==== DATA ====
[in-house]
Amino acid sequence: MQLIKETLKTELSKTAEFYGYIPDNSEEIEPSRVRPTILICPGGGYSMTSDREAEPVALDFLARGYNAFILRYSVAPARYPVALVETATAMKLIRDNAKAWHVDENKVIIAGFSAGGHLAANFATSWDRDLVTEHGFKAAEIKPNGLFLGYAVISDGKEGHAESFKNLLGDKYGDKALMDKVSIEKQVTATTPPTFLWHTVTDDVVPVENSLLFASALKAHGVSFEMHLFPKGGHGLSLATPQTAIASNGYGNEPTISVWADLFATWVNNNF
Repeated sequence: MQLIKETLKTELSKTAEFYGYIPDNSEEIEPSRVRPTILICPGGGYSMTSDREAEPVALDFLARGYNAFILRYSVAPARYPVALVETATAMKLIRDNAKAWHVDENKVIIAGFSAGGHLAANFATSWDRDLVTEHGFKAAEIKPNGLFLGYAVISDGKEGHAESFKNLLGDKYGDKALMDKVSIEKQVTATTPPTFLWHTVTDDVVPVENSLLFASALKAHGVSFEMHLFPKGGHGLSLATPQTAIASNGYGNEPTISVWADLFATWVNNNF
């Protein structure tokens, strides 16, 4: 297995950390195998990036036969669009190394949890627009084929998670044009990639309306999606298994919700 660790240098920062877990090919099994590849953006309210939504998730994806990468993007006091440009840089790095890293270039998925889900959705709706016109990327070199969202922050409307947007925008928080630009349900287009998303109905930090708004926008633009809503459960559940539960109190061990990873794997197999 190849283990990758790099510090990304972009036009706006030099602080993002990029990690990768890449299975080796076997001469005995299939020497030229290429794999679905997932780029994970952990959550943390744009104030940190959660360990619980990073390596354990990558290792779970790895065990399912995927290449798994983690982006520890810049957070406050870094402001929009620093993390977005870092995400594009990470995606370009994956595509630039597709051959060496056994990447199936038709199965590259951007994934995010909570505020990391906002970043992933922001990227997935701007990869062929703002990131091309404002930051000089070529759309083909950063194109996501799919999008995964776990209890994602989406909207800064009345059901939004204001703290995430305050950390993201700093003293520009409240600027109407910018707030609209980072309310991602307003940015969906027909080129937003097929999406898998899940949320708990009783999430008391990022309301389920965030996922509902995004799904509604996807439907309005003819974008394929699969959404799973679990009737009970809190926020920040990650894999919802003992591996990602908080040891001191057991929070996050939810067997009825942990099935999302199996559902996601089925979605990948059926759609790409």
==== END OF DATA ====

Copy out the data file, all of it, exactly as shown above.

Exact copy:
[in-house]
Amino acid sequence: MQLIKETLKTELSKTAEFYGYIPDNSEEIEPSRVRPTILICPGGGYSMTSDREAEPVALDFLARGYNAFILRYSVAPARYPVALVETATAMKLIRDNAKAWHVDENKVIIAGFSAGGHLAANFATSWDRDLVTEHGFKAAEIKPNGLFLGYAVISDGKEGHAESFKNLLGDKYGDKALMDKVSIEKQVTATTPPTFLWHTVTDDVVPVENSLLFASALKAHGVSFEMHLFPKGGHGLSLATPQTAIASNGYGNEPTISVWADLFATWVNNNF
Repeated sequence: MQLIKETLKTELSKTAEFYGYIPDNSEEIEPSRVRPTILICPGGGYSMTSDREAEPVALDFLARGYNAFILRYSVAPARYPVALVETATAMKLIRDNAKAWHVDENKVIIAGFSAGGHLAANFATSWDRDLVTEHGFKAAEIKPNGLFLGYAVISDGKEGHAESFKNLLGDKYGDKALMDKVSIEKQVTATTPPTFLWHTVTDDVVPVENSLLFASALKAHGVSFEMHLFPKGGHGLSLATPQTAIASNGYGNEPTISVWADLFATWVNNNF
């Protein structure tokens, strides 16, 4: 297995950390195998990036036969669009190394949890627009084929998670044009990639309306999606298994919700 660790240098920062877990090919099994590849953006309210939504998730994806990468993007006091440009840089790095890293270039998925889900959705709706016109990327070199969202922050409307947007925008928080630009349900287009998303109905930090708004926008633009809503459960559940539960109190061990990873794997197999 190849283990990758790099510090990304972009036009706006030099602080993002990029990690990768890449299975080796076997001469005995299939020497030229290429794999679905997932780029994970952990959550943390744009104030940190959660360990619980990073390596354990990558290792779970790895065990399912995927290449798994983690982006520890810049957070406050870094402001929009620093993390977005870092995400594009990470995606370009994956595509630039597709051959060496056994990447199936038709199965590259951007994934995010909570505020990391906002970043992933922001990227997935701007990869062929703002990131091309404002930051000089070529759309083909950063194109996501799919999008995964776990209890994602989406909207800064009345059901939004204001703290995430305050950390993201700093003293520009409240600027109407910018707030609209980072309310991602307003940015969906027909080129937003097929999406898998899940949320708990009783999430008391990022309301389920965030996922509902995004799904509604996807439907309005003819974008394929699969959404799973679990009737009970809190926020920040990650894999919802003992591996990602908080040891001191057991929070996050939810067997009825942990099935999302199996559902996601089925979605990948059926759609790409």